Giving back is beneficial not only to your community but also to your business. Businesses that donate to charities strengthen the bond between them and their customers, facilitate networking, and improve brand visibility. The culture of giving back has also been shown to attract productive and kindhearted employees, which is a plus for any company seeking genuine loyalty from its workers. If this is your first time getting involved with a charity or otherwise giving money or time to your community, here are six great ideas to help you get started:
Idea #1. Give Priority to Your Locality
Take a look around your region or city and familiarize yourself with all the charities in it. If your business is small- to medium-sized, consider non-profits, small charities, chapters of national or international organizations, and smaller institutions that would appreciate your donation. You can pledge a percentage of your net profits or just decide on an amount to give out or use to buy items. If yours is a large company, find a bigger nonprofit or charity that can make proper use of your significant donation. Lottoland’s work with the Crumlin Hospital Tiny Hearts Christmas Appeal is a good example of charity acts large companies can get involved with.
Idea #2. Research on the Organization
Researching on nonprofit or charitable organizations before donating should be a crucial part of your filter-down procedure. Ensure your organization of choice is responsible, reliable, honest and open. You should at least know how your contribution is going to be used. You can check with popular charity evaluators to help you review your list of options and make a final choice.
Idea #3. Find an Organization That Speaks to You
It is a wise thing to consider nonprofits that have some sort of relevance to your business. There are many organizations out there related to the expertise and mission of your company. Try to find them and prioritize the ones that operate in your region. Choose groups whose works align with the company’s objectives and your employees’ interests. This way, you will be able to reduce internal disagreements and get more employees to contribute wholeheartedly.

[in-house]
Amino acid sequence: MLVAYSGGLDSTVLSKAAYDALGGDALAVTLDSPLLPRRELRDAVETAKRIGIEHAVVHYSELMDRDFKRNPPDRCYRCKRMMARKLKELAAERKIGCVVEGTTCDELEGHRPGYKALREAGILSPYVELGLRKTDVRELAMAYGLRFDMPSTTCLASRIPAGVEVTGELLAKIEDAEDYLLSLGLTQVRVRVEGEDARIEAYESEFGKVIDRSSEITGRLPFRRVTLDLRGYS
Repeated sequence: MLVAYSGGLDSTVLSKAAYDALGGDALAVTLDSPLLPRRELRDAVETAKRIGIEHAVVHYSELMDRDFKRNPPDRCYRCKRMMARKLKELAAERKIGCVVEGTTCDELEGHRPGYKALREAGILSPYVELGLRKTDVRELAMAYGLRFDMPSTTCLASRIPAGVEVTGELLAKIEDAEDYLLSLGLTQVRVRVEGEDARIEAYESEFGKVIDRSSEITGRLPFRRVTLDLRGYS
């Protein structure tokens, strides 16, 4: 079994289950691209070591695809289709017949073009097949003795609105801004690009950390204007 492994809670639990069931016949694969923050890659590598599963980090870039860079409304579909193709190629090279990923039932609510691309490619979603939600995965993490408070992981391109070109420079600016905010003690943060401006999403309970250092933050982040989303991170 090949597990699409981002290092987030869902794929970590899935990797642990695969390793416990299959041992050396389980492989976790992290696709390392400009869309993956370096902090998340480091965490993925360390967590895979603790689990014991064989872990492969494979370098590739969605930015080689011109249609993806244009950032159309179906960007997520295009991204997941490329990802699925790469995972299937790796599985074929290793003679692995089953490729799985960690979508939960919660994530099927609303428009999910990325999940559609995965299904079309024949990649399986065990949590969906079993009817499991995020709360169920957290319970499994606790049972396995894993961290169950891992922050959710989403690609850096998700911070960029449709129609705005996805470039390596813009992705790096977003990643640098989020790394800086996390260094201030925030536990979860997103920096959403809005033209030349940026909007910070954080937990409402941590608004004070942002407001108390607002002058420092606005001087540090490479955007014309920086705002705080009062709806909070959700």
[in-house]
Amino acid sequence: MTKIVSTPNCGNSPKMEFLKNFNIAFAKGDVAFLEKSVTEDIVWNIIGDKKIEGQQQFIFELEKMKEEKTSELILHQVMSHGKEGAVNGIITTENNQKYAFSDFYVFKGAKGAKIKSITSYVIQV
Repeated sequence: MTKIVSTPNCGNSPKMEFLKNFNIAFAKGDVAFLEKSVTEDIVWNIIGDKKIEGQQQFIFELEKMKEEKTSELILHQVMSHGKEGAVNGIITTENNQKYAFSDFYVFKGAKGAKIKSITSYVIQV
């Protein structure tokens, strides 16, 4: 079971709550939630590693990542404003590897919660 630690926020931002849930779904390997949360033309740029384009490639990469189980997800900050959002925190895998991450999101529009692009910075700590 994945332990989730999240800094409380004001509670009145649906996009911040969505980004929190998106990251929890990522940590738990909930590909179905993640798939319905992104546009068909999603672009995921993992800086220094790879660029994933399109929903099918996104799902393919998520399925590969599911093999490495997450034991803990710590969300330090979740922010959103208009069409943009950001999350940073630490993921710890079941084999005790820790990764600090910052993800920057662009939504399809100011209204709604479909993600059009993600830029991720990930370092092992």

Idea #4. Give Freedom to Your Employees
While trying to come through for people who genuinely need help out there, it is important to ensure no one is forced to be a part of the cause. Charity should be voluntary at the core. Your employees should not be compelled to give part of their income to an organization the company chooses for them.
Once you have settled for an organization, ensure each of your employees gets the memo, and, more importantly, that they know they don’t have to be a part of your plans.
Idea #5. Work With a Food Bank
Even for businesses, giving money is not the only way you can contribute to a charity. You can agree with your employees on specific dates when you can go over to a local food bank and help prepare, package and distribute food to needy people. You can even challenge other local companies to participate in a competition of some way, where the winner is whoever does the most packaging or food distribution in a year. Working with a food bank or any other organization that gives directly to people in need will improve their productivity and reduce their “cost of production”, which is equivalent to giving money.
Idea #6. Participate in a Charity Run
Smaller companies are unlikely to have volunteer programmes in place, which may make it significantly hard and costly for them to have sporadic arrangements for charity donations. When this is the case, businesses are encouraged to sign up for charity walks or runs that have been organized by third party entities.
Giving back to your community is one way to give gratitude to the local people for doing business with you and accommodating you in their area of residence. It improves your relationship with them and gives you the edge on your rivals from a business standpoint. The above tips will help you find a charity to donate to and finally achieve your mission of helping the needy. Be sure to involve your employees right from the theory part or at least give them a chance to deny or agree to your request.